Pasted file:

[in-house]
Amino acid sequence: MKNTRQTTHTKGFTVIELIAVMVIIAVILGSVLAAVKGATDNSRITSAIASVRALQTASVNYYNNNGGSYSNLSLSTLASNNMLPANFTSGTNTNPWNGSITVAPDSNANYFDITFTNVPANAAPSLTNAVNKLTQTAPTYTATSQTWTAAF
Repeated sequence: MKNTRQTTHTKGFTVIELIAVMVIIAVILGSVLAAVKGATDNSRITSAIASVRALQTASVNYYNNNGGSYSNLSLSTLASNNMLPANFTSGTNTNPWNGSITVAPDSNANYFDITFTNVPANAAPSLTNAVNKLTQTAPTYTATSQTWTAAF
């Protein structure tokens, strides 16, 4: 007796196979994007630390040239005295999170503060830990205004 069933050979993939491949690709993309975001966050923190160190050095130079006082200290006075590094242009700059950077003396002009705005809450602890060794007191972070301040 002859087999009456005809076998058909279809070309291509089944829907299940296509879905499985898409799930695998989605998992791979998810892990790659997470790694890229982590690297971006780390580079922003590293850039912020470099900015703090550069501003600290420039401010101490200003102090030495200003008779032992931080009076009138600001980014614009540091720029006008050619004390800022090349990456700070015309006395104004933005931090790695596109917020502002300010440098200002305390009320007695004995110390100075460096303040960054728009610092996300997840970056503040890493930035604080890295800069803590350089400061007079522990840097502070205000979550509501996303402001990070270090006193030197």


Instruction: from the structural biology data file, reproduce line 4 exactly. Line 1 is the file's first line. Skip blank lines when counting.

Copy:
């Protein structure tokens, strides 16, 4: 007796196979994007630390040239005295999170503060830990205004 069933050979993939491949690709993309975001966050923190160190050095130079006082200290006075590094242009700059950077003396002009705005809450602890060794007191972070301040 002859087999009456005809076998058909279809070309291509089944829907299940296509879905499985898409799930695998989605998992791979998810892990790659997470790694890229982590690297971006780390580079922003590293850039912020470099900015703090550069501003600290420039401010101490200003102090030495200003008779032992931080009076009138600001980014614009540091720029006008050619004390800022090349990456700070015309006395104004933005931090790695596109917020502002300010440098200002305390009320007695004995110390100075460096303040960054728009610092996300997840970056503040890493930035604080890295800069803590350089400061007079522990840097502070205000979550509501996303402001990070270090006193030197």